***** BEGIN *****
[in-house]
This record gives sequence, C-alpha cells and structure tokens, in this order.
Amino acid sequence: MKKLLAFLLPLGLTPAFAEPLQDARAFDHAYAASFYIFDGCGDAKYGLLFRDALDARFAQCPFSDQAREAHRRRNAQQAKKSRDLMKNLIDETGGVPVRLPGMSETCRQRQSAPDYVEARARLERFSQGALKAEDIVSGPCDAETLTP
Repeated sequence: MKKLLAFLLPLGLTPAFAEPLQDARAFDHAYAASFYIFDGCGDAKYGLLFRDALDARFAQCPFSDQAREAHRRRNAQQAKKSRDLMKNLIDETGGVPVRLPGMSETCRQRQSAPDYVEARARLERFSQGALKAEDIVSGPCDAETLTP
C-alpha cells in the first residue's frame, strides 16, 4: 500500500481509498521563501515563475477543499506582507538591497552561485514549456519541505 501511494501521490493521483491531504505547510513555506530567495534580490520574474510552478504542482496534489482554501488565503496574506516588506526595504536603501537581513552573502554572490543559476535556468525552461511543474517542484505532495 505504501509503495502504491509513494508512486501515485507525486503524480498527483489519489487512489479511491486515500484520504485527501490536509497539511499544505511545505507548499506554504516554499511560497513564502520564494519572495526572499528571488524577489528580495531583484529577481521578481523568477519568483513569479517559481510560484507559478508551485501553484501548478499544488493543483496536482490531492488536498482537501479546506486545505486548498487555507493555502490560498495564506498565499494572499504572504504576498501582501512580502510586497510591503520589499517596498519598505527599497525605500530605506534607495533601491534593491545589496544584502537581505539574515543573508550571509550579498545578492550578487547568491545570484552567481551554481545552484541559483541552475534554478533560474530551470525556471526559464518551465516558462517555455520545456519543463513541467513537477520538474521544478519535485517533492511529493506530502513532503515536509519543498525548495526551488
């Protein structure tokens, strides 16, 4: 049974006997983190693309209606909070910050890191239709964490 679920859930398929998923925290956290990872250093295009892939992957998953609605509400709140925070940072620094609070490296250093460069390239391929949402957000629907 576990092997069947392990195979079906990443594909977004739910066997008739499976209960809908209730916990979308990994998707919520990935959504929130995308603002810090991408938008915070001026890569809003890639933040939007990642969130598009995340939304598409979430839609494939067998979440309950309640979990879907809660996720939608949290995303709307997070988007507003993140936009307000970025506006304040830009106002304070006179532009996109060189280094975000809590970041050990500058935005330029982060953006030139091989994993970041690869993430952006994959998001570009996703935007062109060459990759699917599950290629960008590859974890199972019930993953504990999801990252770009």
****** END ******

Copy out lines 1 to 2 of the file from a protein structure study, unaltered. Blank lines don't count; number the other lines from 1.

[in-house]
This record gives sequence, C-alpha cells and structure tokens, in this order.